6,000: Number of federal airport screeners laid off in 2003 because of budget reductions brought on by Bush’s tax cuts.
95%: Percent of foreign goods that arrive in the United States by sea.
2%: Percent of those goods subjected to thorough inspection.
$5.5 billion: Estimated cost to fully secure U.S. ports over the next decade.
$0: Amount Bush allocated for port security in 2003.
$46 million: Amount the Bush administration has budgeted for port security in 2005.
15,000: Number of major chemical facilities in the United States.
100: Number of U.S. chemical plants where a terrorist act could endanger the lives of more than 1 million people.
0: Number of new drugs or vaccines against “priority pathogens” listed by the Centers for Disease Control that have been developed and introduced since September 11.
$379.7 million—Amount Energy Secretary Spencer Abraham estimated in 2002 it would cost to adequately secure the nation’s nuclear facilities.
$26.4 million: Amount Bush approved for the task.
20 to 1: Ratio of missile defense spending to spending aimed at securing unprotected stockpiles of warheads and bomb-grade material in the former Soviet Union.
4: Number of times terrorists with ties to Al Qaeda are known to have carried out reconnaissance missions of these stockpiles in 2001 and 2002.
171: Number of positions in the Department of Homeland Security that are unfilled out of 500 career jobs.
90%: Percent of port security positions at the department that are vacant.
51: Number of confirmed cases in 2003 of illicit trafficking in the radiological materials usable in dirty bombs, according to the United Nations.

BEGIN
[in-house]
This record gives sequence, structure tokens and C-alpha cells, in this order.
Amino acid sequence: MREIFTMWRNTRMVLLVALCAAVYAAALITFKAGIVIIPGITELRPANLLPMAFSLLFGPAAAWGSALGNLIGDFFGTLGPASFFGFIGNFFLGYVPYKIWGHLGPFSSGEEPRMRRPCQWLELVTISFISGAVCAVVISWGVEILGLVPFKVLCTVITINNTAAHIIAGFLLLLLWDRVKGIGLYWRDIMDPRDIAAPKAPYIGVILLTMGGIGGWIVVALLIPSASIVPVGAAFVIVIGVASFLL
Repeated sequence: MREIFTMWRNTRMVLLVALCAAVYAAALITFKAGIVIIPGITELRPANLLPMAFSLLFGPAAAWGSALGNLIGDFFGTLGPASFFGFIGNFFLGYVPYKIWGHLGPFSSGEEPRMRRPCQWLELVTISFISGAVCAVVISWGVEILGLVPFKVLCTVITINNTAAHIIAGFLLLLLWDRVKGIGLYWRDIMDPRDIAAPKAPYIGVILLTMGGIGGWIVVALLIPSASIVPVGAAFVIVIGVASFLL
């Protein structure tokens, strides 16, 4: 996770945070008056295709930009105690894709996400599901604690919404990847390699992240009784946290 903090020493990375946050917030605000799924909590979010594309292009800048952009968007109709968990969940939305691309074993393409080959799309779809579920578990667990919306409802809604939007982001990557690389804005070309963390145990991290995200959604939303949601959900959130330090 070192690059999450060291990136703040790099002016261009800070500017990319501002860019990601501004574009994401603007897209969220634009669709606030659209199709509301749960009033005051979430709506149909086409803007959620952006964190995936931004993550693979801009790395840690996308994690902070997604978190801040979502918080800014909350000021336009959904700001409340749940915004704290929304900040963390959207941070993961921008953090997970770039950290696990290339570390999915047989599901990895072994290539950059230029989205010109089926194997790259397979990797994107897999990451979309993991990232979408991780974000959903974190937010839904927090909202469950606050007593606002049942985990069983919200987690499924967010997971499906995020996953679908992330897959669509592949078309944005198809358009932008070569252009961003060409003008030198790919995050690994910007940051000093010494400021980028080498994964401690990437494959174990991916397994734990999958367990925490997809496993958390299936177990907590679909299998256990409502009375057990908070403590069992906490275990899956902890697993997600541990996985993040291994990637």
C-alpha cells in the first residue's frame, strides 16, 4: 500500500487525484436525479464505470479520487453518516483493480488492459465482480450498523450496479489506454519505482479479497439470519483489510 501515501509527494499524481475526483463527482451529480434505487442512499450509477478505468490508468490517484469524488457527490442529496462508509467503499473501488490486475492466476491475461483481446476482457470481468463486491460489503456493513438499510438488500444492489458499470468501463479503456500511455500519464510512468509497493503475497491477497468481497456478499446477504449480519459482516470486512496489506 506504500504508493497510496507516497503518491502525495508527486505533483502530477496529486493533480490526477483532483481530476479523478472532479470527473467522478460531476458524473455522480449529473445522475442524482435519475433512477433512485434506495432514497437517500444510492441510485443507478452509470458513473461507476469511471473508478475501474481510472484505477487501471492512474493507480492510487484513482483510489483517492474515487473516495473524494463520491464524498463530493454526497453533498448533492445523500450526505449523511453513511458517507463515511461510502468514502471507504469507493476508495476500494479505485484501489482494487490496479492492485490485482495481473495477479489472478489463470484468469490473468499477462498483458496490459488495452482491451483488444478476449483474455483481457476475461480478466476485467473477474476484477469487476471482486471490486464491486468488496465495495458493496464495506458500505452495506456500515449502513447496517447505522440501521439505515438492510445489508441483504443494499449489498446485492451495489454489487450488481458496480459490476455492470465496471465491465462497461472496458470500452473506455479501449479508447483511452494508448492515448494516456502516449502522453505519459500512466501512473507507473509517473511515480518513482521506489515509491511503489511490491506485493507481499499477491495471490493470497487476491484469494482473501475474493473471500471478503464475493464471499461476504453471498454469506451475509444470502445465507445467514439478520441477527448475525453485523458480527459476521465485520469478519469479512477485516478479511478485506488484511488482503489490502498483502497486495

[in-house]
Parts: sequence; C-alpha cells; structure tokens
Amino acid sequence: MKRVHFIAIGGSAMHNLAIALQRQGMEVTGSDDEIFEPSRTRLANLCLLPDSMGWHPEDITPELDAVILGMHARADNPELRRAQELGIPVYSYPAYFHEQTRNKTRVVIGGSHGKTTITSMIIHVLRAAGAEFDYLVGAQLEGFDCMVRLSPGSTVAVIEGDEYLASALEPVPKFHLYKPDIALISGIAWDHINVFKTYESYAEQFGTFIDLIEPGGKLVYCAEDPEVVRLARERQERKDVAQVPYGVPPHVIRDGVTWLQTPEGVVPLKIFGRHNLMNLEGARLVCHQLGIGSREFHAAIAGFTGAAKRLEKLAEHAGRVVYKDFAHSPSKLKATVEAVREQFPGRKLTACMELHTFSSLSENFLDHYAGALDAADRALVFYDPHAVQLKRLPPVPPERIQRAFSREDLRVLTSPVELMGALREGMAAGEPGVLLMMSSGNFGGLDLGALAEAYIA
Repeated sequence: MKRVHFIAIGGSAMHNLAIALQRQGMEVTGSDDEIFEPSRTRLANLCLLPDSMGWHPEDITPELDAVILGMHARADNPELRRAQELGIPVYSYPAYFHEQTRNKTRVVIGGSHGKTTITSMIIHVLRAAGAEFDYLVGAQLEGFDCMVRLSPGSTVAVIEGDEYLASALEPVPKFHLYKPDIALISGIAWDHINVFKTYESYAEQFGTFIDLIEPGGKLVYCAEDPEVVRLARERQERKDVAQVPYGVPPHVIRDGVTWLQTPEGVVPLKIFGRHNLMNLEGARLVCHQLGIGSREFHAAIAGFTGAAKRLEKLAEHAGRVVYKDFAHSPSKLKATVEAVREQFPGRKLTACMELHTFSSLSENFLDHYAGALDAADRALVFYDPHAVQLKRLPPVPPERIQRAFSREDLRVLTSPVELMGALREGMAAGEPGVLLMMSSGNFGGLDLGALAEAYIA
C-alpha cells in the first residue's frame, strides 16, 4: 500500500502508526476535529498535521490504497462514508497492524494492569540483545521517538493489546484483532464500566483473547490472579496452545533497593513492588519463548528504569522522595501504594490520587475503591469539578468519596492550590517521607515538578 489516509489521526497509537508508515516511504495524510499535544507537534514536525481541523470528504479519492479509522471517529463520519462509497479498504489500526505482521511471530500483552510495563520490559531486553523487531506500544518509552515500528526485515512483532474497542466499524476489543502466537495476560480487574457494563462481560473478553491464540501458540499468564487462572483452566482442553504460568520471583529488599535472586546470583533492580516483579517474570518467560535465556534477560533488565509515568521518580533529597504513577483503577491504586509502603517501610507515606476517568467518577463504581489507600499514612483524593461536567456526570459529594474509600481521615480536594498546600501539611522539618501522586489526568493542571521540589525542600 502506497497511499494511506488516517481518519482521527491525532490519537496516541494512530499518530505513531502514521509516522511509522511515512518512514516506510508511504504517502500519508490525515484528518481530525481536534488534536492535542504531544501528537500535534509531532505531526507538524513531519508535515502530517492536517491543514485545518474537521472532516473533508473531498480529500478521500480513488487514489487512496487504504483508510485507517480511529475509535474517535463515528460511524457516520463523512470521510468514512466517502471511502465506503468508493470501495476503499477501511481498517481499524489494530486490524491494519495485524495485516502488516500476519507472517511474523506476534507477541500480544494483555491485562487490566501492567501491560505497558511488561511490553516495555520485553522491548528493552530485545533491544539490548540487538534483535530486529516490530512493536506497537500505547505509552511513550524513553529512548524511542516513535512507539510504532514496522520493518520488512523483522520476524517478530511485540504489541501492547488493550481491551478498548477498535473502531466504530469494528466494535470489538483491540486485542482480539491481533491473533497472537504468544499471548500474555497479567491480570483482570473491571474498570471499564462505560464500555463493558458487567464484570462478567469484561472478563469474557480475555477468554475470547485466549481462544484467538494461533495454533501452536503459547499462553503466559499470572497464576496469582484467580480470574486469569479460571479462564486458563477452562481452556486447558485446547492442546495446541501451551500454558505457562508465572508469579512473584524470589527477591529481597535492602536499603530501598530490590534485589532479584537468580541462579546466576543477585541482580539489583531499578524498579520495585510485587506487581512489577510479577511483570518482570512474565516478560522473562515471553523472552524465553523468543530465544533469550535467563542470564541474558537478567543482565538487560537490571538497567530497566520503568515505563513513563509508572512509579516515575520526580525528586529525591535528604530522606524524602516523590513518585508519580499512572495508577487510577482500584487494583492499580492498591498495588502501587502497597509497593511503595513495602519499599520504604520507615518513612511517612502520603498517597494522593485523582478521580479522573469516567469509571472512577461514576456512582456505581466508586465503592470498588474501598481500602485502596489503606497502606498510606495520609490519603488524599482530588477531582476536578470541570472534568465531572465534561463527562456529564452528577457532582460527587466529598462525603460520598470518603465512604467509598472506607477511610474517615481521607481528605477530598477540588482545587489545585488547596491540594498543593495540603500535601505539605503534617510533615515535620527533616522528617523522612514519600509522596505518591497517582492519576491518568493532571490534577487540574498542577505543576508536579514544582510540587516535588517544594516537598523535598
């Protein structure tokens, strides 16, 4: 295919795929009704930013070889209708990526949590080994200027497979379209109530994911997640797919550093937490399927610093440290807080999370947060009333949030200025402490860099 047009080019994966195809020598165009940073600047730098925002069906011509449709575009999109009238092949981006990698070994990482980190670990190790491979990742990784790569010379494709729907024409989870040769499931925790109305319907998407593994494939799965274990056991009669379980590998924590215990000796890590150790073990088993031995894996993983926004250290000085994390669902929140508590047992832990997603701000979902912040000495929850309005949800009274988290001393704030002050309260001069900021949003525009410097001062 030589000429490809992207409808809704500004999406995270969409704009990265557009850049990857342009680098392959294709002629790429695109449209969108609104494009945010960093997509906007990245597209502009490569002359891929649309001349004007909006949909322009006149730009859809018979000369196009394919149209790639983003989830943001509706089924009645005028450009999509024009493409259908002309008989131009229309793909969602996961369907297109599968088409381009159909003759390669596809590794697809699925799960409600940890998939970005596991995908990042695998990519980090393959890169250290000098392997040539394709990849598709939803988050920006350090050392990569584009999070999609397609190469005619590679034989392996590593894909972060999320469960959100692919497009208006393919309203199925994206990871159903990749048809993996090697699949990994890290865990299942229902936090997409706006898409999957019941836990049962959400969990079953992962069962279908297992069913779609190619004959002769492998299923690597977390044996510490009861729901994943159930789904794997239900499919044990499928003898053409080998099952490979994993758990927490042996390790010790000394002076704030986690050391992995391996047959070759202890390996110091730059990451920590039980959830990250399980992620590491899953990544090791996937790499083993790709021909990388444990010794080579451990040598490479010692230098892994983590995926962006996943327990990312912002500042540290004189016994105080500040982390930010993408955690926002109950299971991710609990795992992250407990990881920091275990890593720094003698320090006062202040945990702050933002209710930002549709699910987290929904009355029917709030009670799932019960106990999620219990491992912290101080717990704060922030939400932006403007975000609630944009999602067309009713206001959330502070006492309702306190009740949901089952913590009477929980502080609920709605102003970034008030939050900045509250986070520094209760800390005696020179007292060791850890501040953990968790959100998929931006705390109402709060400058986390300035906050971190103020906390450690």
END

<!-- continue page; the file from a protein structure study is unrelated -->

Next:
8: Number of cases in 1996.
George Bush: Giving A Hand Up To The Advantaged
#1: The Bush cabinet is the wealthiest cabinet in U.S. history.
$10.9 million: Average wealth of the members of Bush’s original 16 person cabinet.
75%: Percent of Americans unaffected by Bush’s sweeping 2003 cuts in capital gains and dividends taxes.
$12,000: Average savings members of Bush’s cabinet received in 2003 as a result of cuts in capital gains and dividends taxes.
10: Number of fellow members from the Yale secret society Skull and Bones Bush has named to important positions (including Associate Attorney General Robert McCallum Jr. and SEC chief Bill Donaldson).
79: Number of Bush’s initial 189 appointees who also served in his father’s administration.
George Bush: A Man With A Lot of Friends
$113 million: Amount of total hard money the Bush-Cheney 2000 campaign received, a record.
$11.5 million: Amount of hard money raised through the Pioneer program, the controversial fund-raising process created for the Bush-Cheney 2000 campaign. (Participants pledged to raise at least $100,000 by bundling together cheeks of up to $1,000 from friends and family. Pioneers were assigned numbers, which were included on all checks, enabling the campaign to keep track of who raised how much.)
$30.2 million: Amount raised through the Pioneer program in 2003.